The three day festival that was GABS just shows craft beer has nothing to worry about when going up against the big guys.

Articles such as this recent one in Melbourne’s Age pop up near monthly as the popularity of craft beer and microbreweries increases more and more.

For those of you who can’t be bothered to read the article, it describes how the Australian Competition and Consumer Commission (ACCC) is “turning up the heat” on larger breweries due to concerns about tap contracts.  The bigger breweries have money and resources and can be very persuasive in encouraging publicans to stock only their beer on tap.  While it’s not just the bigger macrobreweries, offering rebates, discounts, or kegs and tapping equipment is quite common in the brewing and hospitality industry.

The concern from the ACCC is that this behaviour may be noncompetitive.

From the article:

For Thunder Road Brewing Company’s Philip Withers it is a nationwide issue. ”Everyone can relate to a good beer. But this case is about much more than just beer.

”It’s about giving confidence back to small business manufacturing in this country, encouraging fairness and confidence to take risks, restoring local manufacturing and encouraging local employment.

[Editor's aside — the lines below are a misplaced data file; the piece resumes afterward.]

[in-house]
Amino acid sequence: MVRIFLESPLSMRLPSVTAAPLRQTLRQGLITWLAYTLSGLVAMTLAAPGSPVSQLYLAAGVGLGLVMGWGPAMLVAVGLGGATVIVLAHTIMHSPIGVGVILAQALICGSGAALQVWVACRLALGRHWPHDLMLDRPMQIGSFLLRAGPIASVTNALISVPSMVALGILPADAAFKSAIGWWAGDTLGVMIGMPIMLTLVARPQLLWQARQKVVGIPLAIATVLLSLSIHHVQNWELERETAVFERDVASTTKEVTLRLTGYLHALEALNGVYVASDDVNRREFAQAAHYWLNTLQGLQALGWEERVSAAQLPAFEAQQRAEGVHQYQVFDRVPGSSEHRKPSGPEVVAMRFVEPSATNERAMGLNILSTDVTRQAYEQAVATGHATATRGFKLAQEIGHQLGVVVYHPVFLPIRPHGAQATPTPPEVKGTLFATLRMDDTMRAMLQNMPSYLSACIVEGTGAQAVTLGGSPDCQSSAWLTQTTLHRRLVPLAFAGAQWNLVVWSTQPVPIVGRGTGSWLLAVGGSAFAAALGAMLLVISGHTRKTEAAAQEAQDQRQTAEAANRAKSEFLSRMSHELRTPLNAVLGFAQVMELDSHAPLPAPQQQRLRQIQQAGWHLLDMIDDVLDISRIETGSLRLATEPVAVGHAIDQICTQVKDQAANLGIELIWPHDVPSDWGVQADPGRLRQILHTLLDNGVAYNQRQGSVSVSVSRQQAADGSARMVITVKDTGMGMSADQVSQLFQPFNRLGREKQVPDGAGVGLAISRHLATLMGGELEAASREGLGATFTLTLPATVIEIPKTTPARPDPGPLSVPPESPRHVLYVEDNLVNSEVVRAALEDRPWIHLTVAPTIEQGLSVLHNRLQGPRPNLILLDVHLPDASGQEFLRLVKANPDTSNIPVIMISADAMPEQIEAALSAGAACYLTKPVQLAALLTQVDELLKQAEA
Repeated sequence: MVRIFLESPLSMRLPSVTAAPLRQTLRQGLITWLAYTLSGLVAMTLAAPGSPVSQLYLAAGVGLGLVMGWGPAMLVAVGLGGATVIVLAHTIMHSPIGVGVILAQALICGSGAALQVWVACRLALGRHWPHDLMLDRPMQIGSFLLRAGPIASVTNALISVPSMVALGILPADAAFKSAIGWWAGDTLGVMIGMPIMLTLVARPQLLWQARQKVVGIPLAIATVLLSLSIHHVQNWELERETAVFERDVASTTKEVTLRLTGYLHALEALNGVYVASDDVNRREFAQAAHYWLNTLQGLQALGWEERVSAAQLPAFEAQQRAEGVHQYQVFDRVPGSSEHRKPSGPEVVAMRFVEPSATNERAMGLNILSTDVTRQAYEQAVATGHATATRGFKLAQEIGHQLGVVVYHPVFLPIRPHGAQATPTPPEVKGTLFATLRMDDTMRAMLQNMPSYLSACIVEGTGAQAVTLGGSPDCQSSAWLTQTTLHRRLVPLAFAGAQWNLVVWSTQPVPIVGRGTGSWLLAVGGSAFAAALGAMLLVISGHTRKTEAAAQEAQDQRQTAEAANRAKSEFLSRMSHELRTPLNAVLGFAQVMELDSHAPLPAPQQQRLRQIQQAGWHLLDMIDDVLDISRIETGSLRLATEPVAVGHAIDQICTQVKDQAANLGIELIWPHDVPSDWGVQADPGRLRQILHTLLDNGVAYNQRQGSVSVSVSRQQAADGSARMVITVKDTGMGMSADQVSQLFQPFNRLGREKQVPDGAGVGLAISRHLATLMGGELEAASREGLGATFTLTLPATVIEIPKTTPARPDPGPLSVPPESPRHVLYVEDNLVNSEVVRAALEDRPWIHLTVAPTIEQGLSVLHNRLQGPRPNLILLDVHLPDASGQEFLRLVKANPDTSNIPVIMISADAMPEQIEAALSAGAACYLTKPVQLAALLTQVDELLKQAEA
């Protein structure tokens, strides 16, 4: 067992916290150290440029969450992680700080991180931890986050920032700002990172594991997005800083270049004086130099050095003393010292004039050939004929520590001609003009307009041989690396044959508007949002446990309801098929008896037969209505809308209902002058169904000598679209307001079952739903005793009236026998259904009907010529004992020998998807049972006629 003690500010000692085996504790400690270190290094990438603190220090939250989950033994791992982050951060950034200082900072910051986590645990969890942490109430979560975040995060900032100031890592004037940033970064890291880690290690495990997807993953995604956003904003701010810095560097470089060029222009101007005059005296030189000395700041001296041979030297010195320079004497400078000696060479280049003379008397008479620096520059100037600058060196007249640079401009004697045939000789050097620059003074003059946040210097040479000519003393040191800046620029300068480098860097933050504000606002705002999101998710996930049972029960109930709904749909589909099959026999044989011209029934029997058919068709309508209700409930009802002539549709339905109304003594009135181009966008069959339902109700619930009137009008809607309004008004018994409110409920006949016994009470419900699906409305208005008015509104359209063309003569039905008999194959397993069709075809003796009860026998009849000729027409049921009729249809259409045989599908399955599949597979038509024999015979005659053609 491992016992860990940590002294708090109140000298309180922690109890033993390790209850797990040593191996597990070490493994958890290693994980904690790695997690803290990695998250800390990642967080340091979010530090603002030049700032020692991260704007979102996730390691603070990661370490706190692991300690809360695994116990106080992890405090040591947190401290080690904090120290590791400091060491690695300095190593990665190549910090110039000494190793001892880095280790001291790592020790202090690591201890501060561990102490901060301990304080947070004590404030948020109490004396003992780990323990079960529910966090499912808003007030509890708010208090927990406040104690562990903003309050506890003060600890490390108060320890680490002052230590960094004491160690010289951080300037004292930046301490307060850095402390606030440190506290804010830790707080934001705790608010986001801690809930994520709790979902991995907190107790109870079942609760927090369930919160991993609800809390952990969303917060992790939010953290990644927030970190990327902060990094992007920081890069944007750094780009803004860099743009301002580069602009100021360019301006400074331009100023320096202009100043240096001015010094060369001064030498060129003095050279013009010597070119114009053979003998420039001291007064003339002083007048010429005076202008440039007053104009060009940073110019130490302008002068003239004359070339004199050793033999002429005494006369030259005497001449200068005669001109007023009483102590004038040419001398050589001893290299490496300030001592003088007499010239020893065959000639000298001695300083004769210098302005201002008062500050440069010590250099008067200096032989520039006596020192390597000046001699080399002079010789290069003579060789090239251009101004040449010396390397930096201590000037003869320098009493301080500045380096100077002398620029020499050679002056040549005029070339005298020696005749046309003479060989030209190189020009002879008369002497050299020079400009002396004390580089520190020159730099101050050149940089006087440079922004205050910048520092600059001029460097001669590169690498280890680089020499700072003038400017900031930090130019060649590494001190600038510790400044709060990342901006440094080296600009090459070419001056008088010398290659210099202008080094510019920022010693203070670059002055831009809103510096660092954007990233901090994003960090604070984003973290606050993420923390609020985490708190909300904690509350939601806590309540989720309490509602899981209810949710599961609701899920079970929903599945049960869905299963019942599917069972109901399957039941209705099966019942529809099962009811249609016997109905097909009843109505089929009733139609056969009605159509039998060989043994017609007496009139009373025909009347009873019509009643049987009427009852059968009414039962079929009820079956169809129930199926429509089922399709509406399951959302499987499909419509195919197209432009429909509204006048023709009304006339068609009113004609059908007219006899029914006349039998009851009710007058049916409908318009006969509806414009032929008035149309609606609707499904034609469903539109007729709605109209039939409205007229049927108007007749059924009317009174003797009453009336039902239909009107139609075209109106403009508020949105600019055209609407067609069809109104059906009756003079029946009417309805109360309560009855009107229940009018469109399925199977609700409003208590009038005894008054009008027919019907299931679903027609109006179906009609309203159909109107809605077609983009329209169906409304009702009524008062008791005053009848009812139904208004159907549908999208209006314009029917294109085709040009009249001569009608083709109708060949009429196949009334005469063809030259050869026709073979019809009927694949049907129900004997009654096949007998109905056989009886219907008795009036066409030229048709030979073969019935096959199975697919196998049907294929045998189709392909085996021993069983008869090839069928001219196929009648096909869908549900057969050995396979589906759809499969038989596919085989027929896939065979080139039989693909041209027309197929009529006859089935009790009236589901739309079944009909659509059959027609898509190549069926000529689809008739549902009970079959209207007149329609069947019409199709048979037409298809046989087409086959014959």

”A level playing field and a fair go isn’t a lot to expect.”

I agree with this, partially, and I’m completely in favour of the level playing field described by Withers.  I’m in favour of the ACCC investigating this because I don’t like the idea of an inferior product winning just because someone is throwing money at it.

While always acknowledged in such articles, but always glanced over, is that the sales of craft beer are increasing, and they’re increasing dramatically. Let the big guys waste their money.  The pubs that will take a contract option are pubs that I and other craft beer lovers generally aren’t attending anyway.  Ultimately the consumers will decide with their wallets.

For those pubs who want to open a “standard” pub, all power to them.  They’re catering to a certain audience while craft beer venues are catering to another audience.  Even if craft beer could get into some of these venues, it probably wouldn’t sell due to the clientele anyway.

New craft beer bars are opening all the time, with or without subsidies from contracts with breweries.  These bars always have a great variety from different breweries and usually have at least a few (if not all) rotating taps.

Basically, with or without the help of the ACCC to sort this mess out, craft beer is selling and it’s going to continue to sell.  Sales are going to continue to increase and the big breweries are going to continue to get it wrong.  That being said, there is a place for mass produced beer, there’s nothing wrong with it, but big breweries are just going to need to accept that people want a little variety.

Of course, all of this gets complicated because we’re talking about a lot of peoples personal businesses here, whether it be someone’s pub or someone’s microbrewery.  And these people work hard on their business.

So ultimately, letting a product compete as a product (and not just money) will be better for everyone. So let’s see where this goes.

– Chas